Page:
There was no such acknowledgment from Mozilla employees and others who took to Twitter to condemn Eich and call for his head. Writing about that wrath in his blog, The Dish, Andrew Sullivan said that it disgusted him, “as it should disgust anyone interested in a tolerant and diverse society.” A leading supporter of gay marriage, Sullivan warned other supporters not to practice “a fanaticism more like the religious right than anyone else.”
I can’t get quite as worked up as he did. For one thing, prominent gay rights groups weren’t part of the Mozilla fray. For another, Mozilla isn’t the first company to make leadership decisions (or reconsiderations) with an eye toward the boss’s cultural mind-meld with the people below him or her. And if you believe that to deny a class of people the right to marry is to deem them less worthy, it’s indeed difficult to chalk up opposition to marriage equality as just another difference of opinion.
But it’s vital to remember how very recently so many of equality’s promoters, like Obama and Clinton, have come around and how relatively new this conversation remains. It’s crucial not to lose sight of how well the movement has been served by the less judgmental posture that Becker pointed out.
Some of the very same people who have jumped up and down with delight as Brandon Eich lost his job will doubtless be backing Hillary Clinton for president in 2016 if she runs. The “Ready for Hillary” ranks are crowded with gay men – and good for them. But it’s worth considering some consistency here. If it is unconscionable to support a company whose CEO once donated to the cause against marriage equality, why is it not unconscionable to support a candidate who opposed marriage equality as recently as 2008, and who was an integral part of an administration that embraced the Defense Of Marriage Act, signed into law by Bill Clinton? How do you weigh the relative impact of a president strongly backing DOMA – even running ads touting his support for it in the South – and an executive who spent $1000 for an anti-marriage equality Proposition?
Hillary Clinton only declared her support for marriage equality in 2013. Before that, she opposed it. In 2000, she said that marriage “has a historic, religious and moral context that goes back to the beginning of time. And I think a marriage has always been between a man and a woman.” Was she then a bigot? On what conceivable grounds can the Democratic party support a candidate who until only a year ago was, according to the latest orthodoxy, the equivalent of a segregationist, and whose administration enacted more anti-gay laws and measures than any in American history?
There is a difference, of course, between Brendan Eich and Hillary Clinton. Eich has truly spoken of the pain he once caused and owned up to it[.]
Yes, the culture war has been raging for a long time, except people didn’t notice it because it seemed to take place on the edges or in fringe settings. All the Eich affair did was make it obvious.
Ironically many people, even in the homosexual community, don’t want this culture war and are dismayed by the Eich witchunt. They don’t want it not only because … but I’ll get to that in a moment … especially since the Eich affair is not about gay marriage, except incidentally, any more than the Summers affair was about racism or feminism; or that Steyn’s suit has anything to do with warmism or denialism or the gunowners map was about school safety; or still less that the 2013 IRS persecution of Tea Party groups was to do with Citizen’s United.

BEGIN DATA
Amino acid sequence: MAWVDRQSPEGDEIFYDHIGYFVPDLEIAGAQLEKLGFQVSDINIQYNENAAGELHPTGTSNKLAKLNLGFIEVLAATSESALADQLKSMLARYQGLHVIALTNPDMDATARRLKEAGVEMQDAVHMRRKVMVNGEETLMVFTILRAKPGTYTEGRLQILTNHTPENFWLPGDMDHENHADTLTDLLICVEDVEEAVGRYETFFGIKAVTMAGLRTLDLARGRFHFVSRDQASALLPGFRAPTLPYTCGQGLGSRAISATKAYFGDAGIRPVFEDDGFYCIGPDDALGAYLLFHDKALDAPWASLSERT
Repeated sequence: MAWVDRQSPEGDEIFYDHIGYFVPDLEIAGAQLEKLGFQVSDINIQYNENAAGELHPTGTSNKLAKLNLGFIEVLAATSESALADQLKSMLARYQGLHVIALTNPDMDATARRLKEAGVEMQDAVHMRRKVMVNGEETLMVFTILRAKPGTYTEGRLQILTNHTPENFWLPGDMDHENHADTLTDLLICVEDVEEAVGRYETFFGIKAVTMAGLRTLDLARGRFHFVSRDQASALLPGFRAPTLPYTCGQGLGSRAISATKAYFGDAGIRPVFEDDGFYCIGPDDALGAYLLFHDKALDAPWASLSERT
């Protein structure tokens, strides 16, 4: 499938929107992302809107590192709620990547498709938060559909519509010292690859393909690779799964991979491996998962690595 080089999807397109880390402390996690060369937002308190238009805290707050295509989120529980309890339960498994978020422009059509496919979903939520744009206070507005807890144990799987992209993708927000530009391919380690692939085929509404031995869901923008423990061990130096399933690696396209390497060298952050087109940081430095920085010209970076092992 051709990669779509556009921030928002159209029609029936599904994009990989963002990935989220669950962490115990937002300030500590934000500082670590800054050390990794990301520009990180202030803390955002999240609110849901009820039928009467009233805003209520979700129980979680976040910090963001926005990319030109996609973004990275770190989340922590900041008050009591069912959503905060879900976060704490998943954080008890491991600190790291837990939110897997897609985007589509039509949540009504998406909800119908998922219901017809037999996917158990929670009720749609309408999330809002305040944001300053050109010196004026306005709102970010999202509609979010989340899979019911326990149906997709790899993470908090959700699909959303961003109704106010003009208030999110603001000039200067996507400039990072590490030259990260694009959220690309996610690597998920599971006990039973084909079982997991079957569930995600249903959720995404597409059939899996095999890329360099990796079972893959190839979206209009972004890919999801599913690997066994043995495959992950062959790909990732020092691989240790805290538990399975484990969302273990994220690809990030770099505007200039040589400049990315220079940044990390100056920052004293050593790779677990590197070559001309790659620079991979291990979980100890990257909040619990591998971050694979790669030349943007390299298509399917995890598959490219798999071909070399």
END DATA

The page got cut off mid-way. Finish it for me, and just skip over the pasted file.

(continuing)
The removal of Eich is about fascism. It’s about one group of people forcing everyone else to bow to their hat on a pole; it s about book burning, compelling obeisance to, as Jame Surowiecki put it, “a universal ideology” in a manner so bald that even those who might gain politically in the short term from it are horrified by its crudity.
Welcome to the Liberal Gulag.
That term may be perverse, but it is not an exaggeration. Mr. Weinstein specifically called for political activists, ranging from commentators to think-tank researchers, to be locked in cages as punishment for their political beliefs. “Those denialists should face jail,” he wrote. “You still can’t” — banality alert! — “yell ‘fire’ in a crowded theater. You shouldn’t be able to yell ‘balderdash’ at 10,883 scientific journal articles a year.” “Balderdash” — a felony. At the risk of being repetitious, let’s dwell on that for a minute: The Left is calling on people to be prosecuted for speaking their minds regarding their beliefs on an important public-policy question that is, as a political matter, the subject of hot dispute. That is the stuff of Soviet repression…
“They think that to be a Fascist you must have some sort of shirt uniform, must drill and goose-step, must have a demonstrative salute, must hate the Jews, and believe in dictatorship,” John T. Flynn wrote many years ago. Mr. Flynn was an America First founder who had a high-profile falling out with the editors of this magazine back in 1955, but he offered some fruitful insights: “Fascism is not the result of dictatorship. . . . Dictatorship is the product of Fascism.” Mr. Flynn probably would not be surprised to see the Left coming around — again — on hating Jews, even if Occupy rituals have replaced the traditional pseudo-Roman salute. Their shirts come in many colors, but their true colors never change: an ugly, ignorant, power-hungry mob utterly committed to crushing dissent by any means it can. Mr. Weinstein and his ilk want to put us in camps, and crass totalitarians of similar stripe may be found everywhere from the executive suites at Mozilla to the halls of power at the IRS. It’s a shameful spectacle, and an unworthy one.